Violent pizza shop robbery charge dropped

May 16, 2017 | By More

Police have had to drop the charge against a man they accused of the violent robbery of a Bishopdale pizza shop after his alibi checked out.

A staff member at Domino’s Pizzas was stabbed in the lower stomach during the February 13 robbery.

Gordon Nicci Mana Haar Kopara, 26, has been held in custody for three months since his arrest about two days later.

He was almost certainly being released from Christchurch Men’s Prison yesterday after pleading guilty to two other charges, and after the Crown did not proceed with a third charge of unlawful possession of a firearm.

Judge Garland sentenced him to three months’ jail, but Kopara has already served all of that sentence while on remand.

Kopara admitted breaching his prison release conditions by not reporting to a probation officer, and possession of a restricted weapon – a small canister of pepper spray.

Two heavily disguised men went into the pizza shop about 10.10pm on a Monday night.

A shop staff member said after the robbery that the offenders became angry because the shop’s takings were in a time delayed safe and they couldn’t get any more than about $150. One staff member was stabbed in the lower stomach and the other received a cut to the top of his chest.

Kopara was charged over the restricted weapon when it was found in a bag in a car that was stopped about a week before the robbery. He was a passenger in the car.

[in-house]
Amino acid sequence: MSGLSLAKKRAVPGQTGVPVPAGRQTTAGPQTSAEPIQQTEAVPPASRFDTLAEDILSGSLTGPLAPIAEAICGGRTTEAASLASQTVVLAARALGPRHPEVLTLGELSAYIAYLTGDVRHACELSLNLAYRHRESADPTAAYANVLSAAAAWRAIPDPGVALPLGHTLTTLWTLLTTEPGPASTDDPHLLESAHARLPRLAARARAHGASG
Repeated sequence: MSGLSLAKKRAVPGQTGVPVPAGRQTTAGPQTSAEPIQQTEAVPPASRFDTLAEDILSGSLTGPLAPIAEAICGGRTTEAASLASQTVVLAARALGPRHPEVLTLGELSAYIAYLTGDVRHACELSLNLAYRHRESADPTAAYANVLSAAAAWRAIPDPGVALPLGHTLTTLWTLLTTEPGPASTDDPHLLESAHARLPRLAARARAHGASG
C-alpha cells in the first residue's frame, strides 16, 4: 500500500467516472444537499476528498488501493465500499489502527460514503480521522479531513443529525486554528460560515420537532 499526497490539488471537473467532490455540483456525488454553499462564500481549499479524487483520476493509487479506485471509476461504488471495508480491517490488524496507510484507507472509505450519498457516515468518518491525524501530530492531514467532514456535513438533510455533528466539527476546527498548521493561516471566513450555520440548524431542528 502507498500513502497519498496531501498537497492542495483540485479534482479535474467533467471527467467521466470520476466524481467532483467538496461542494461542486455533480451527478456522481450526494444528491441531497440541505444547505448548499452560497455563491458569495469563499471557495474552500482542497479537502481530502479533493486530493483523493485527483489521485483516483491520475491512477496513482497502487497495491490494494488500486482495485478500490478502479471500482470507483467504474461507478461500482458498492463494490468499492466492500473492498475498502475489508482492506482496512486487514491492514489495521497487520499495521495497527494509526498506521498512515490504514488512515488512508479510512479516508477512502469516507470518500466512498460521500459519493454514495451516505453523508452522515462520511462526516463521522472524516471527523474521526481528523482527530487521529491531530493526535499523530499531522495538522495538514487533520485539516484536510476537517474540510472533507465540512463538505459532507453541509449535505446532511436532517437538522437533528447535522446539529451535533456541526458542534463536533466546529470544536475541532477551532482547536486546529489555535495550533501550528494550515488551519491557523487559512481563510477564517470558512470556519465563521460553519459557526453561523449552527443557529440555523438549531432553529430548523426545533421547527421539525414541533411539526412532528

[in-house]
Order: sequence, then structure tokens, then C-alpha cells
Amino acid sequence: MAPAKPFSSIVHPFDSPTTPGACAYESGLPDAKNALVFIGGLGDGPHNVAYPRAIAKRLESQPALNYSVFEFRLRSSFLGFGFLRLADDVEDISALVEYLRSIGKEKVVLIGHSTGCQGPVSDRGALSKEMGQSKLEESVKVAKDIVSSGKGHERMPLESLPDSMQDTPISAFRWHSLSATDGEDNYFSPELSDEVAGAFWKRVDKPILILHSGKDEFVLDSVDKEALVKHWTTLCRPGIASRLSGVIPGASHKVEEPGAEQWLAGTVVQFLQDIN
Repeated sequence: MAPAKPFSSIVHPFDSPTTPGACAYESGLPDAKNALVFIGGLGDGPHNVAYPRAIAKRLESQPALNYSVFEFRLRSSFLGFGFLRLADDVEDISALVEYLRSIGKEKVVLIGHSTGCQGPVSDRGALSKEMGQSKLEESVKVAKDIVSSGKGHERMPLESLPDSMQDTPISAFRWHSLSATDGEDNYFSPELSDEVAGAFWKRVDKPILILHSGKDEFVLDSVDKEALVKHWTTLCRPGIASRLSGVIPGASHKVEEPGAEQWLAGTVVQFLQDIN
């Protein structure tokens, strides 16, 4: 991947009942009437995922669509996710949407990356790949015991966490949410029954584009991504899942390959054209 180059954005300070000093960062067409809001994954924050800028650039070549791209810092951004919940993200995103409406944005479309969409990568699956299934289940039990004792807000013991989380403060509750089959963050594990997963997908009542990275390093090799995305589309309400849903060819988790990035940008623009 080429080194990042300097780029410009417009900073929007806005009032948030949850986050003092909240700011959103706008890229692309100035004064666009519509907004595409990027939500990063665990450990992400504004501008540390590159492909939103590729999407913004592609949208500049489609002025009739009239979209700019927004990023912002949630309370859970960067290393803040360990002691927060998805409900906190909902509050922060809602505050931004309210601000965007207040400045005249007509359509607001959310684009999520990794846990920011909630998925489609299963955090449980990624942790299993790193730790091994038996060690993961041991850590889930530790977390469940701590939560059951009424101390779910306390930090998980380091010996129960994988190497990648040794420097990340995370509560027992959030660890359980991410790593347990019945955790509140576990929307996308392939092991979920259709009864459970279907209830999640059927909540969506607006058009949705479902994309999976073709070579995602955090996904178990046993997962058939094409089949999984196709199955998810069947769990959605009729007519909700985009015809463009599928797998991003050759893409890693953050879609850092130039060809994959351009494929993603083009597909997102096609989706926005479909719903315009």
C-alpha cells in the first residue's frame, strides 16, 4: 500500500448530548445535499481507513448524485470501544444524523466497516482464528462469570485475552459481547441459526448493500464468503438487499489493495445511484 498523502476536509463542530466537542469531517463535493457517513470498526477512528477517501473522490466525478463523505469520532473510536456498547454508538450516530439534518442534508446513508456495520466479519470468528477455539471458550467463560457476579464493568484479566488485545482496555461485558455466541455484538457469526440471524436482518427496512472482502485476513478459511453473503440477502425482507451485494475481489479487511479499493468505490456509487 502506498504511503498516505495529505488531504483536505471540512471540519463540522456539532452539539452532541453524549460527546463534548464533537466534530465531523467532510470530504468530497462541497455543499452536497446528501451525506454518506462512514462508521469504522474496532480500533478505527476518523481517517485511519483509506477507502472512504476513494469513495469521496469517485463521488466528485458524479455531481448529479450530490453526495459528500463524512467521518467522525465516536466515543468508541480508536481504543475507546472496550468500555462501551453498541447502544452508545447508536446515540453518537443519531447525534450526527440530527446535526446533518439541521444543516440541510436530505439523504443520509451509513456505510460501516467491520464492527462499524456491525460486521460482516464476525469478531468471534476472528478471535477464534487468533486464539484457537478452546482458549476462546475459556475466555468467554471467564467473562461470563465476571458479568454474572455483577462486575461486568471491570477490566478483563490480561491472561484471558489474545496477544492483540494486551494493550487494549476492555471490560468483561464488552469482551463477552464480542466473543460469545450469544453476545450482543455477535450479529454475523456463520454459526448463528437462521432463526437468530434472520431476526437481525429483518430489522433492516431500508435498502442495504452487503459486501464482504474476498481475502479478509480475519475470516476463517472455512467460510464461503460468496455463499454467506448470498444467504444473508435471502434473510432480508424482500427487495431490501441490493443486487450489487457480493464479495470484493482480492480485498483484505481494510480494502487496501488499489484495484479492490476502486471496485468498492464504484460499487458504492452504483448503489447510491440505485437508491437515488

Defence counsel Andrew McKenzie told the court that Kopara had been due to report to probation in February but did not go to their office because he had heard armed police were seeking him after the robbery. “He thought he would be shot,” said Mr McKenzie.

Judge Garland said he did not accept that. He said it was very unlikely that Kopara would have been shot, unless he had been armed himself. Mr McKenzie said he had not been armed.

When he first appeared in court charged with robbery, Kopara abused the judge and scuffled with court escort staff.

Since then, Kopara had produced alibi evidence claiming he was somewhere else at the time of the robbery, Mr McKenzie explained. Police checked the cellphone records and found they supported the alibi. “After two months, police accepted his explanation and withdrew the aggravated robbery charge,” he said.

Judge Garland noted that Kopara had previous convictions for breaches of prison release conditions.


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